To curb online child sexual abuse material (CSAM), an ad hoc Rajya Sabha Committee has recommended that law enforcement agencies be permitted to break end-to-end encryption to trace abusers, and that internet service providers give parents family-friendly filters. The ad hoc Committee, headed by Jairam Ramesh, made 40 recommendations to prevent sexual abuse of children and prohibit access and circulation of child pornography on social media in its report to M. Venkaiah Naidu on January 25.

The Committee heard from Ministries of Women and Child Development, Electronics and IT, and Home Affairs. It also heard from National Commission for Protection of Child Rights, TRAI, Google, Facebook, WhatsApp, ByteDance (TikTok), Twitter and Sharechat. HERD Educational and Medical Research Foundation, Centre for Child Rights and Internet Freedom Foundation also made their representations. The Committee was formed by Naidu on December 12.

These recommendations come at time when the Intermediary Guidelines (Amendment) Rules 2018 are expected to be notified by the Ministry of Electronics and Information Technology (MeitY) some time this week. Among the proposed changes to the guidelines, intermediaries will have to enable tracing of an originator of information on their platform. The responsibility of online intermediaries would ideally be defined by these rules. We have reached out to MeitY to understand if these recommendations will have an effect on the Rules that are yet to be notified.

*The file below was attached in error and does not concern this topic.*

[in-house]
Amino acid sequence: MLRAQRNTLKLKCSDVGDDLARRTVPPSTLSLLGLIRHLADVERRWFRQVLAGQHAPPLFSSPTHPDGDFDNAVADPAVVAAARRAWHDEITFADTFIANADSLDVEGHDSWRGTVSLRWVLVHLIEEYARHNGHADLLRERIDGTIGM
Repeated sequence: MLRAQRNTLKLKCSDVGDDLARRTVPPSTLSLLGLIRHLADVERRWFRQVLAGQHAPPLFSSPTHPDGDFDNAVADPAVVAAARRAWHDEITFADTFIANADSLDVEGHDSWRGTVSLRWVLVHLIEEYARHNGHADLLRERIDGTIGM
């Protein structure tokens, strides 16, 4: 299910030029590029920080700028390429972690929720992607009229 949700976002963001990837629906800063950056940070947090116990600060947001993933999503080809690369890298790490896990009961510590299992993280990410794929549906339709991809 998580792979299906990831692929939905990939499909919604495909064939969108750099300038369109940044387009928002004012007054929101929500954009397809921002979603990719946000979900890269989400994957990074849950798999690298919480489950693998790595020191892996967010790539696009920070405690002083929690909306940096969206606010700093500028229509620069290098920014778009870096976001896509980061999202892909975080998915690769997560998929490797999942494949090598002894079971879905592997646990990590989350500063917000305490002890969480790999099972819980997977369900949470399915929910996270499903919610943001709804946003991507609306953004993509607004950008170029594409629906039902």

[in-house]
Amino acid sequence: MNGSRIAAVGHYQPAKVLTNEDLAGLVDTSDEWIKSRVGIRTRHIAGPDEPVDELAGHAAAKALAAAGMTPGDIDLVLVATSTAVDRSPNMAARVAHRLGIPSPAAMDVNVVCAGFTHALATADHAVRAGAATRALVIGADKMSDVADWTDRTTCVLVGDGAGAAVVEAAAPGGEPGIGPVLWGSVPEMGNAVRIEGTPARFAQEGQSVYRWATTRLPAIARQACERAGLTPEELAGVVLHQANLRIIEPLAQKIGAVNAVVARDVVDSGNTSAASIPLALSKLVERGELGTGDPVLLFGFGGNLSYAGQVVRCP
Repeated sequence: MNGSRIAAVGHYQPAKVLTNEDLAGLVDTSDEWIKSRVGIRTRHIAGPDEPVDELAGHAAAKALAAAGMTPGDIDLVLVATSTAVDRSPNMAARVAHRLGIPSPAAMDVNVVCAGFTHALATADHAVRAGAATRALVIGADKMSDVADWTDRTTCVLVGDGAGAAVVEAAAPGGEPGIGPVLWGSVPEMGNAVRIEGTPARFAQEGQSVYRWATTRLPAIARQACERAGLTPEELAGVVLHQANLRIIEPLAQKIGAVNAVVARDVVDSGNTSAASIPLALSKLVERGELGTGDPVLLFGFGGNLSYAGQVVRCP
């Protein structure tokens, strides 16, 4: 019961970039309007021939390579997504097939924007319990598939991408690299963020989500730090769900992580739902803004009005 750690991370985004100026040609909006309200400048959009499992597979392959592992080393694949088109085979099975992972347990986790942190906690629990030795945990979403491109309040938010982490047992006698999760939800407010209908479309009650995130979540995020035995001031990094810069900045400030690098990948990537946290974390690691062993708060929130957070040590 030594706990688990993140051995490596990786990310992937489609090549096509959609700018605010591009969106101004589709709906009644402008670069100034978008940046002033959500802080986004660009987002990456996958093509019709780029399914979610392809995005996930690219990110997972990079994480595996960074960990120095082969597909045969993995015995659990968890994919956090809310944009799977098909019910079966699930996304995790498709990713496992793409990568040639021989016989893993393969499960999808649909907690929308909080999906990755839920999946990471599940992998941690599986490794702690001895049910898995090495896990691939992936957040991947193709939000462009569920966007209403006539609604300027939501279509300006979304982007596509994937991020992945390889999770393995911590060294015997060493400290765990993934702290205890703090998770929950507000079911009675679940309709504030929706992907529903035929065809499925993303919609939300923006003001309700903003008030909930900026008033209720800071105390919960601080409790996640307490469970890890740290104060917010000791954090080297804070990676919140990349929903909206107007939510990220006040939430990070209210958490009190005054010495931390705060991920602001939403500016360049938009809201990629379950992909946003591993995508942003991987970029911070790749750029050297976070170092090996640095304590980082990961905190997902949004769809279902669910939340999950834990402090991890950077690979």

Recommendations:

  1. Amend the Information Technology Act, 2000:
    • Make intermediaries responsible for proactively identifying and removing CSAM, and for reporting it to Indian and foreign authorities, and for reporting, to the designated authority, the IP address/identities of people who search for or access child porn and CSAM
    • Make gateway ISPs liable so that they can detect and block CSAM websites.
    • Prescribe punitive measures for those who give pornographic access to children and those who access, produce or transmit CSAM.
    • Allow Central Government through “its designated authority” to block and/or prohibit all websites/intermediaries that carry CSAM. The designated authority has not been specified.